Profiles from the Archives: John B. Exum Jr.

Author: 
Matthew M. Peek, Military Collection Archivist

John Burt Exum Jr. was born on December 7, 1889, in Wayne County, North Carolina, to John Burt and Gertrude Royall Exum. He grew up in the town of Fremont in Wayne County. John Exum Jr. was drafted and inducted into military service during World War I on May 26, 1918, at Goldsboro, N.C., when he was 28 years old. Exum was sent to basic training at Camp Jackson, South Carolina, at the end of May 1918, where he was initially assigned to the 156th Depot Brigade, U.S. Army.

On June 18, 1918, Exum was transferred to the Motor Battalion in Company D, 306th Ammunition Train, 81st Division. He would be sent to attend Motor Truck School at Camp Raritan in Raritan, New Jersey. Before leaving the United States for Europe, Exum was stationed at Camp Albert L. Mills on Long Island, New York.

John B. Exum Jr. sailed on August 7, 1918, for England. During his service in Europe, Exum was involved in the Meuse-Argonne Offensive in France. He would remain serving in France through June 22, 1919, with the 306th Ammunition Train as a wagoner. On June 22, 1919, he returned with his unit to the United States, and was honorably discharged with the rank of corporal from the U.S. Army on June 26, 1919.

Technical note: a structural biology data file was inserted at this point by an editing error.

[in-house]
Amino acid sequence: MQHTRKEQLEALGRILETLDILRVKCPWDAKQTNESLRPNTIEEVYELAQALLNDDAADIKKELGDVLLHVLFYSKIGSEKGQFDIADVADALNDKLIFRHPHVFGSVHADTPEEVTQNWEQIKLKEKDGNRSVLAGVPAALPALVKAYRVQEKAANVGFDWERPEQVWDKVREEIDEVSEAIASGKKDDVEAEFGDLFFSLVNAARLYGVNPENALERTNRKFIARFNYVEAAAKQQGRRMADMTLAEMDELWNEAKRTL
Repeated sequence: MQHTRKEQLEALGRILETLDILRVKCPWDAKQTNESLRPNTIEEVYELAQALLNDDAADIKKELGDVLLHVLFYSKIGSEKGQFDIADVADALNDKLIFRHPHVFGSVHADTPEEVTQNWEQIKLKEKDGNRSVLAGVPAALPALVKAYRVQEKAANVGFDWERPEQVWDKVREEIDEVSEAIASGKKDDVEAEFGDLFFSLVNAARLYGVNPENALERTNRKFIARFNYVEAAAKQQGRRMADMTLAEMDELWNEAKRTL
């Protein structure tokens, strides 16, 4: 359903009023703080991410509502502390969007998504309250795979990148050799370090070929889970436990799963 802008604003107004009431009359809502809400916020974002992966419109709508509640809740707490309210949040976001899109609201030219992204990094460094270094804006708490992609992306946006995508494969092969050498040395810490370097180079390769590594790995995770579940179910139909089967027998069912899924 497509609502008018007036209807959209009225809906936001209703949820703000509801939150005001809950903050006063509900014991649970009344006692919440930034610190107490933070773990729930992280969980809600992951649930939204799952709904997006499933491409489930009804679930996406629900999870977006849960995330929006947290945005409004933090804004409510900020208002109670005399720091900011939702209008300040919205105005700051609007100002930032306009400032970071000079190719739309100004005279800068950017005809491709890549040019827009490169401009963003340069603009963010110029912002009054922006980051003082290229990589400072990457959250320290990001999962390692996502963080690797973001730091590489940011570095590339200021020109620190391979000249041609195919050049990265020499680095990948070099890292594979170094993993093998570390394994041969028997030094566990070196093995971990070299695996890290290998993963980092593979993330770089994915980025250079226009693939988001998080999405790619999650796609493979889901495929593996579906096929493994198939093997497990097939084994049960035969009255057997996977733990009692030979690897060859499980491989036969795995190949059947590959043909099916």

After the war, John B. Exum Jr. would marry May Rose Exum, and the couple lived in Fremont, N.C. Exum would work as a farmer and an oil dealer until his death on March 29, 1957. He was buried in Elmwood Cemetery in Fremont, N.C.

To learn more about John Exum Jr.’s WWI service, check out his collection John B. Exum Jr. Papers (WWI 37) held in the WWI Papers of the Military Collection at the State Archives of North Carolina in Raleigh, N.C.

This blog post is part of the State Archives of North Carolina’s World War I Social Media Project, an effort to bring original WWI archival materials to the public through the North Carolina Department of Natural and Cultural Resources’ (NCDNCR) various social media platforms, in order to increase access to the items during the WWI centennial celebration by the state of North Carolina.

Between February 2017 and June 2019, the State Archives of North Carolina will be posting blog articles, Facebook posts, and Twitter posts, featuring WWI archival materials which are posted on the exact 100th anniversary of their creation during the war. Blog posts will feature interpretations of the content of WWI documents, photographs, diary entries, posters, and other records, including scans of the original archival materials, held by the State Archives of North Carolina, and will be featured in NCDNCR’s WWI centennial blog.